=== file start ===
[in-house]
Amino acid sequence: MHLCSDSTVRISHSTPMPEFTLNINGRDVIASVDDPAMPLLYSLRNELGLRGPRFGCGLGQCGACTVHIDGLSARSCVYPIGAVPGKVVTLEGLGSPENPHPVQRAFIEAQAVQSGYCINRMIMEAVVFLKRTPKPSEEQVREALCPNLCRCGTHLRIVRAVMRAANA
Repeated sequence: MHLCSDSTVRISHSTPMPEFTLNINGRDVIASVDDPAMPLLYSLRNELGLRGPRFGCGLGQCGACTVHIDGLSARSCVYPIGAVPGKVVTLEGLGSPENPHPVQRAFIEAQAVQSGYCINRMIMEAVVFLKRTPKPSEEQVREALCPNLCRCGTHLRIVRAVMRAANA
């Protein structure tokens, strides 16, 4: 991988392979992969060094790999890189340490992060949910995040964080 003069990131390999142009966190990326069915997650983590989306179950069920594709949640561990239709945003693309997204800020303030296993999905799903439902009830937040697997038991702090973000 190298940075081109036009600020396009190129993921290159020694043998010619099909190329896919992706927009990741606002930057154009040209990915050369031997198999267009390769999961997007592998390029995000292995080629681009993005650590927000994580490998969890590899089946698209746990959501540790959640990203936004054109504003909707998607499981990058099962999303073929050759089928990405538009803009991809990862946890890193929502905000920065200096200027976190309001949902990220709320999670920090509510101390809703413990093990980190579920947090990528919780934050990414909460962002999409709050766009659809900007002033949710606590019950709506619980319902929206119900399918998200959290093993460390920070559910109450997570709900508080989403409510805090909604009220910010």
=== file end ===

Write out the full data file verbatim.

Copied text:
[in-house]
Amino acid sequence: MHLCSDSTVRISHSTPMPEFTLNINGRDVIASVDDPAMPLLYSLRNELGLRGPRFGCGLGQCGACTVHIDGLSARSCVYPIGAVPGKVVTLEGLGSPENPHPVQRAFIEAQAVQSGYCINRMIMEAVVFLKRTPKPSEEQVREALCPNLCRCGTHLRIVRAVMRAANA
Repeated sequence: MHLCSDSTVRISHSTPMPEFTLNINGRDVIASVDDPAMPLLYSLRNELGLRGPRFGCGLGQCGACTVHIDGLSARSCVYPIGAVPGKVVTLEGLGSPENPHPVQRAFIEAQAVQSGYCINRMIMEAVVFLKRTPKPSEEQVREALCPNLCRCGTHLRIVRAVMRAANA
């Protein structure tokens, strides 16, 4: 991988392979992969060094790999890189340490992060949910995040964080 003069990131390999142009966190990326069915997650983590989306179950069920594709949640561990239709945003693309997204800020303030296993999905799903439902009830937040697997038991702090973000 190298940075081109036009600020396009190129993921290159020694043998010619099909190329896919992706927009990741606002930057154009040209990915050369031997198999267009390769999961997007592998390029995000292995080629681009993005650590927000994580490998969890590899089946698209746990959501540790959640990203936004054109504003909707998607499981990058099962999303073929050759089928990405538009803009991809990862946890890193929502905000920065200096200027976190309001949902990220709320999670920090509510101390809703413990093990980190579920947090990528919780934050990414909460962002999409709050766009659809900007002033949710606590019950709506619980319902929206119900399918998200959290093993460390920070559910109450997570709900508080989403409510805090909604009220910010």